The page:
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Phone: (289) 316-2573
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Office Locations: Forstner Law has its main office beside the Oshawa Courthouse. Lawrence also occasionally sees clients in his home office located in Ajax, and regularly comes to clients' homes if it is more convenient.
Serving Oshawa, Brooklin, Pickering, Whitby, Ajax and the Durham Region
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59 Division St. Oshawa, ON. L1G 5L8
Lawrence Forstner, Criminal Lawyer in Oshawa, Expert Qualifications and Specialized Training:
Former Crown Attorney; Former Probation & Parole Officer; Ontario Domestic Assault Risk Assessment (ODARA), Sex Offender Risk Assessment, Strategic Initiatives in Community Supervision (STICS), Sex Offender Relapse Prevention, Substance Use / Anger Management Group Leader/ Trainer. ( https://ca.linkedin.com/in/forstnerlaw )
59 Division St.
Oshawa, ON. L1G 5L8
Toll Free: 877-315-3375
Origins of the Forstner Law Logo
The most common way people give up their power is by thinking they don't have any.
-- Alice Walker
That's the end of the introduction to this page. Here, under the heading "Lessons from Criminal Case-Law" and drop down menu at the top left on the web page is where Forstner Law in Oshawa, will list various concepts and ideas from criminal case law. And you can also access and read the whole case that is up for discussion in each particular entry. Case law is where lawyer's go to get interpretations of the law that are new or different in some respect from other interpretations. We also go to cases to find "the tests" that we need to meet in a given case. Written law, like in the Criminal Code of Canada, only goes so far. Sometimes a statute seems quite clear, but it is not. Indeed, a particular provision only really means what courts have interpreted it to mean.
In the topics listed in the drop-down menu, you will find many concepts that might interest you. They include, in R v Poirier, the rights that govern how long the police can hold you before bringing you before a judicial officer (and what trouble they might get in for not adhering to these rules). Other topics include the difference between reasonable suspicion and mere speculation (R v McGuffie), used to justify detention; what constitutes Crown abuse of power when dealing with an accused and his lawyer (R v Delchev), and several others.
From time to time, Forstner Law will add to this list, and replace some topics that are have been on it for a while. The goal is to introduce our clients to the idea that advocacy is not just something lawyers do. You, the client, have a tremendous ability to help yourself, and ease your stress, by learning about concepts in the law, and particular situations that might remind you of things you've been through. Nobody will ever know the nitty-gritty of your case like you. So, if you feel that reading some of the case-law will help you to gain insight into your own situation, read away. At Forstner Law - Legal advice in Oshawa,- criminal law advocacy, includes helping our clients to develop self-advocacy skills.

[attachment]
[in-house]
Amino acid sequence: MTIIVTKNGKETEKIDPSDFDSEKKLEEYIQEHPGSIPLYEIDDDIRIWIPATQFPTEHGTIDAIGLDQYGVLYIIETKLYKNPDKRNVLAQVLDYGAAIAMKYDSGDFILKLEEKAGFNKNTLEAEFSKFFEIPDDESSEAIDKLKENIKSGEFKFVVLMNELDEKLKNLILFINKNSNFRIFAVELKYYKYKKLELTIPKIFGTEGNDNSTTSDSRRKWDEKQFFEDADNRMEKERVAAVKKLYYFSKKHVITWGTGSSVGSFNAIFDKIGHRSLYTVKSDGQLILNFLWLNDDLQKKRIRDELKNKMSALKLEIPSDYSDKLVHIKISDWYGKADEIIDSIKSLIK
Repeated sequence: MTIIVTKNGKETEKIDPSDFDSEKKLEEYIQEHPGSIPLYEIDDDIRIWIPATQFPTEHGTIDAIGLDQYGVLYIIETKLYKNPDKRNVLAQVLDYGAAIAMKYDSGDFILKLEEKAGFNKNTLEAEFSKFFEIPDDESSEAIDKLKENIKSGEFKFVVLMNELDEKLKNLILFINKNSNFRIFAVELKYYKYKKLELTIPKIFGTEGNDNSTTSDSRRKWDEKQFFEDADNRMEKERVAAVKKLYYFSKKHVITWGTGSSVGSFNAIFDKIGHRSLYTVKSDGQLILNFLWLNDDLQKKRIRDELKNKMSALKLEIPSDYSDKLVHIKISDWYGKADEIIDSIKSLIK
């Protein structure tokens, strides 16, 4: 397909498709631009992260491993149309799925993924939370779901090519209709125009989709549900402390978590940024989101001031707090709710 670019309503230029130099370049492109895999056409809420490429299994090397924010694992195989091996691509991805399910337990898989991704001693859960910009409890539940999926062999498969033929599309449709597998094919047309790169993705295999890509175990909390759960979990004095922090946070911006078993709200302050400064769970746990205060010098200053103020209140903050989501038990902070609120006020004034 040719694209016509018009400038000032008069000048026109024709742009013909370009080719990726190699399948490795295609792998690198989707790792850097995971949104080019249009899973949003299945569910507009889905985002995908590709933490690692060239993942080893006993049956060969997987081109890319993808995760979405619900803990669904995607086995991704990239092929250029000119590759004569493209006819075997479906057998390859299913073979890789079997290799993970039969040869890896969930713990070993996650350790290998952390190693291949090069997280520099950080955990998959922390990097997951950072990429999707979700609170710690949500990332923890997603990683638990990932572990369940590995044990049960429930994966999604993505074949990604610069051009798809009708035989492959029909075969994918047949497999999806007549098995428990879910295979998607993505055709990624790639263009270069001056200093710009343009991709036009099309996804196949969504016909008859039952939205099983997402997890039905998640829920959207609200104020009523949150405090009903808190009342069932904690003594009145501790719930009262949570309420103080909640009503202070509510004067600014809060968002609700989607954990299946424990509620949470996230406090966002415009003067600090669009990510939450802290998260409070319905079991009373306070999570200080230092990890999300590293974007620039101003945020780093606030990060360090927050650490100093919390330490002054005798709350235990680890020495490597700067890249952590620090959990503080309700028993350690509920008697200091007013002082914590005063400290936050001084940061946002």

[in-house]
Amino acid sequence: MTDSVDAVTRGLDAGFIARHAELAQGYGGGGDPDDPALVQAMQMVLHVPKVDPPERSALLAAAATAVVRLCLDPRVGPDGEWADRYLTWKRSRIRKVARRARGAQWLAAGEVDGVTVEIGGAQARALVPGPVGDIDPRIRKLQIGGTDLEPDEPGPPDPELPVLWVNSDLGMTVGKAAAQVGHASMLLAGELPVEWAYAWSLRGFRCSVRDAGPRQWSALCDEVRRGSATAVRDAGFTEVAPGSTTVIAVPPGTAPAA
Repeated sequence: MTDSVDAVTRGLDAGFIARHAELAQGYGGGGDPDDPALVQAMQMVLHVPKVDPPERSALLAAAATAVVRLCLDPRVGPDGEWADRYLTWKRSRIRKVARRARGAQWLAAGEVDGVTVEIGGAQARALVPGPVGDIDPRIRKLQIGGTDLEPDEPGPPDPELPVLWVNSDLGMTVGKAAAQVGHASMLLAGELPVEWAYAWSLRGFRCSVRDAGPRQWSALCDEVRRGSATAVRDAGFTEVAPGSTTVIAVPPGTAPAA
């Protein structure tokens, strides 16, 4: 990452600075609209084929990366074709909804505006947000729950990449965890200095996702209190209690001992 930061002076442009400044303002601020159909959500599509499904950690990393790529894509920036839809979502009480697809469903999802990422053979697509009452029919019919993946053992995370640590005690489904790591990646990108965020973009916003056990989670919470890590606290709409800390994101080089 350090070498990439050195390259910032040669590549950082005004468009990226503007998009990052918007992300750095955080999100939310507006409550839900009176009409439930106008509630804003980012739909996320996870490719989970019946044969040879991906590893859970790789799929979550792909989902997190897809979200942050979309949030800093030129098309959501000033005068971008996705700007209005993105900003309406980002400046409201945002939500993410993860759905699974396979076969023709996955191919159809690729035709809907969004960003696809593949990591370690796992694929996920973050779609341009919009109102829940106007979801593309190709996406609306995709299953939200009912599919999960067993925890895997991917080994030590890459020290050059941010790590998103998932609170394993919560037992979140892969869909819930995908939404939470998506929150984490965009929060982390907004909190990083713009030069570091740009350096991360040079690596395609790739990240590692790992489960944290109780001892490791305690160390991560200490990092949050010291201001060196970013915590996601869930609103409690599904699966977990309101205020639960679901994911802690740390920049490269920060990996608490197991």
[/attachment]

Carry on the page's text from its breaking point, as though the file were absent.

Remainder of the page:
I became a lawyer for many reasons, but the catalyst was a workplace situation I found myself in. Things got nasty before I even realized what was going on. So I began to feel I needed help. But I didn't really know what the exact problem was. I did not have enough insight into the situation to even know where I might turn.
That began my journey of self-education. I began by searching the internet with search terms that essentially described what I was going through. Lo and behold, the results showed that many people had experienced the same sorts of things I was going through. I had no idea until then that I was not alone with my nagging sense that I was being treated very unfairly.
Over the next year, I researched internal and external complaint mechanisms, human rights, and, ultimately, the foundations of administrative law. Administrative law governs a whole host of situations that courts don't regularly become involved in - like human rights tribunals, landlord-tenant complaint mechanisms, and yes, workplace complaints and grievances.
The two principles from administrative law that jumped out at me again and again, mostly because they were being ignored by the various levels of bureaucracy I was complaining to, were that in every situation governed my administrative law, the decision maker must "hear the other side," and that no body or individual accused of bad behaviour (usually referred to as the Respondent) can sit in judgement of their own case.
Those simple concepts took me a long way in resolving my situation to my satisfaction. And the whole experience, aside from inevitably propelling me to continue on to law school, taught me something that I later found encapsulated in the following quotation: